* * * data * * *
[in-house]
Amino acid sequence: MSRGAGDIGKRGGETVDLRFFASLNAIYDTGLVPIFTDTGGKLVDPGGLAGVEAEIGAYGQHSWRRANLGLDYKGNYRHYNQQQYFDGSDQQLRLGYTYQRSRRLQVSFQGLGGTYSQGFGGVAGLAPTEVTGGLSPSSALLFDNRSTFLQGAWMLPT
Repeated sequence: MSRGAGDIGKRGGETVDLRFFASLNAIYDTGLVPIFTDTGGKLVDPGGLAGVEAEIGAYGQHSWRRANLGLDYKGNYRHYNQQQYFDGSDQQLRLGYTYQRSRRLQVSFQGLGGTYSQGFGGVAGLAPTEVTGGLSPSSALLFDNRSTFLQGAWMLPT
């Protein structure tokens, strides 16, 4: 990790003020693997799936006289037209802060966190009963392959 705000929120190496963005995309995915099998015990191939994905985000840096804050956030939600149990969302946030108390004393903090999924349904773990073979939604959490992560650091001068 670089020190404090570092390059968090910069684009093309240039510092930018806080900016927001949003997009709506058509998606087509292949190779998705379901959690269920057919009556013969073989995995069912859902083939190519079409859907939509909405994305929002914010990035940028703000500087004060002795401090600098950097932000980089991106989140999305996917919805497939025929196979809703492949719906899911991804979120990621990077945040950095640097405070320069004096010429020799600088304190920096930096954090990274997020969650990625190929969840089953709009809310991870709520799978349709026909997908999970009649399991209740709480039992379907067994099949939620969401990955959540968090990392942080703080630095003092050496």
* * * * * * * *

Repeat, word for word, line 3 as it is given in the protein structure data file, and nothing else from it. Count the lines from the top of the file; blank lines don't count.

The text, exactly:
Repeated sequence: MSRGAGDIGKRGGETVDLRFFASLNAIYDTGLVPIFTDTGGKLVDPGGLAGVEAEIGAYGQHSWRRANLGLDYKGNYRHYNQQQYFDGSDQQLRLGYTYQRSRRLQVSFQGLGGTYSQGFGGVAGLAPTEVTGGLSPSSALLFDNRSTFLQGAWMLPT